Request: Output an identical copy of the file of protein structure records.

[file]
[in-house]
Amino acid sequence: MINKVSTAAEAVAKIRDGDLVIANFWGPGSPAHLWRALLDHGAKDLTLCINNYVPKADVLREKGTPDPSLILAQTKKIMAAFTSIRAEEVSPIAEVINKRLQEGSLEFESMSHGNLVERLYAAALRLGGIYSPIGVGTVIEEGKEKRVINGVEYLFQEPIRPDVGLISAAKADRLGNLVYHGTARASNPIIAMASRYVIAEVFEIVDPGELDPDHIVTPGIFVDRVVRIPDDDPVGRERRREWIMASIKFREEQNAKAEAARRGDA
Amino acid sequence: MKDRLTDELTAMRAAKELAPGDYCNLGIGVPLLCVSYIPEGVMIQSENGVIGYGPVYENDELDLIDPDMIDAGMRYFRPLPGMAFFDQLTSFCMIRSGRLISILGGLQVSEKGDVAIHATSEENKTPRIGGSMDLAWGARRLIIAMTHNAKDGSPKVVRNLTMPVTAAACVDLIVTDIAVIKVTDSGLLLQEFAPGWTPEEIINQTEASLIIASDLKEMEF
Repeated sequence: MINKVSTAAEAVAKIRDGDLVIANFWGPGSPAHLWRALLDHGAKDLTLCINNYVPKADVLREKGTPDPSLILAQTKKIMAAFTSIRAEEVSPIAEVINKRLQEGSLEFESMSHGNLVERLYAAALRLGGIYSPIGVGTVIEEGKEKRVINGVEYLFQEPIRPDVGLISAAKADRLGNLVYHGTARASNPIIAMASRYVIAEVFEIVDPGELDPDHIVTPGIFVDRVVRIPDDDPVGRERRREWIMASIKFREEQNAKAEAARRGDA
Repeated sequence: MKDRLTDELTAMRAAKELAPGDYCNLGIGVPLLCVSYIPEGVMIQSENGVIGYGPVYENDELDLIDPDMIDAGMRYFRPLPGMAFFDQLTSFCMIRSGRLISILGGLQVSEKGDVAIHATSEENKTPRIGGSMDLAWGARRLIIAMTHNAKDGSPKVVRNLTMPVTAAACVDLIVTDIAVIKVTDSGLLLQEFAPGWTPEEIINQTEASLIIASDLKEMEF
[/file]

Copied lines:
[in-house]
Amino acid sequence: MINKVSTAAEAVAKIRDGDLVIANFWGPGSPAHLWRALLDHGAKDLTLCINNYVPKADVLREKGTPDPSLILAQTKKIMAAFTSIRAEEVSPIAEVINKRLQEGSLEFESMSHGNLVERLYAAALRLGGIYSPIGVGTVIEEGKEKRVINGVEYLFQEPIRPDVGLISAAKADRLGNLVYHGTARASNPIIAMASRYVIAEVFEIVDPGELDPDHIVTPGIFVDRVVRIPDDDPVGRERRREWIMASIKFREEQNAKAEAARRGDA
Amino acid sequence: MKDRLTDELTAMRAAKELAPGDYCNLGIGVPLLCVSYIPEGVMIQSENGVIGYGPVYENDELDLIDPDMIDAGMRYFRPLPGMAFFDQLTSFCMIRSGRLISILGGLQVSEKGDVAIHATSEENKTPRIGGSMDLAWGARRLIIAMTHNAKDGSPKVVRNLTMPVTAAACVDLIVTDIAVIKVTDSGLLLQEFAPGWTPEEIINQTEASLIIASDLKEMEF
Repeated sequence: MINKVSTAAEAVAKIRDGDLVIANFWGPGSPAHLWRALLDHGAKDLTLCINNYVPKADVLREKGTPDPSLILAQTKKIMAAFTSIRAEEVSPIAEVINKRLQEGSLEFESMSHGNLVERLYAAALRLGGIYSPIGVGTVIEEGKEKRVINGVEYLFQEPIRPDVGLISAAKADRLGNLVYHGTARASNPIIAMASRYVIAEVFEIVDPGELDPDHIVTPGIFVDRVVRIPDDDPVGRERRREWIMASIKFREEQNAKAEAARRGDA
Repeated sequence: MKDRLTDELTAMRAAKELAPGDYCNLGIGVPLLCVSYIPEGVMIQSENGVIGYGPVYENDELDLIDPDMIDAGMRYFRPLPGMAFFDQLTSFCMIRSGRLISILGGLQVSEKGDVAIHATSEENKTPRIGGSMDLAWGARRLIIAMTHNAKDGSPKVVRNLTMPVTAAACVDLIVTDIAVIKVTDSGLLLQEFAPGWTPEEIINQTEASLIIASDLKEMEF